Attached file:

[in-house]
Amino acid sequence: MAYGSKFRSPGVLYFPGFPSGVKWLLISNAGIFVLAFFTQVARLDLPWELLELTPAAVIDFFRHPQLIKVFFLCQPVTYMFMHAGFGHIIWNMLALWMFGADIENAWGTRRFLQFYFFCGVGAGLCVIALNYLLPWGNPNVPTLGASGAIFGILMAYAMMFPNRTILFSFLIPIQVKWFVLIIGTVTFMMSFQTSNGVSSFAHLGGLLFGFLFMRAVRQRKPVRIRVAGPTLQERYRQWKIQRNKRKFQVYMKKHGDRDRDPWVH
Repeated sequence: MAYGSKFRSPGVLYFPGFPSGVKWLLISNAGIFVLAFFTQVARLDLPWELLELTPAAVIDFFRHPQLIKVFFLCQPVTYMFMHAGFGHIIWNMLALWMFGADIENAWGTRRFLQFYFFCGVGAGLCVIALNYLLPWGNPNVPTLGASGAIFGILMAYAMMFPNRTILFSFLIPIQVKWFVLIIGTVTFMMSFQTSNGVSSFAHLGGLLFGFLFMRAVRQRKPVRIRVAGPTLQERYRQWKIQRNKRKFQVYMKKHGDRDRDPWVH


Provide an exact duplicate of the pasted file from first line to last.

[in-house]
Amino acid sequence: MAYGSKFRSPGVLYFPGFPSGVKWLLISNAGIFVLAFFTQVARLDLPWELLELTPAAVIDFFRHPQLIKVFFLCQPVTYMFMHAGFGHIIWNMLALWMFGADIENAWGTRRFLQFYFFCGVGAGLCVIALNYLLPWGNPNVPTLGASGAIFGILMAYAMMFPNRTILFSFLIPIQVKWFVLIIGTVTFMMSFQTSNGVSSFAHLGGLLFGFLFMRAVRQRKPVRIRVAGPTLQERYRQWKIQRNKRKFQVYMKKHGDRDRDPWVH
Repeated sequence: MAYGSKFRSPGVLYFPGFPSGVKWLLISNAGIFVLAFFTQVARLDLPWELLELTPAAVIDFFRHPQLIKVFFLCQPVTYMFMHAGFGHIIWNMLALWMFGADIENAWGTRRFLQFYFFCGVGAGLCVIALNYLLPWGNPNVPTLGASGAIFGILMAYAMMFPNRTILFSFLIPIQVKWFVLIIGTVTFMMSFQTSNGVSSFAHLGGLLFGFLFMRAVRQRKPVRIRVAGPTLQERYRQWKIQRNKRKFQVYMKKHGDRDRDPWVH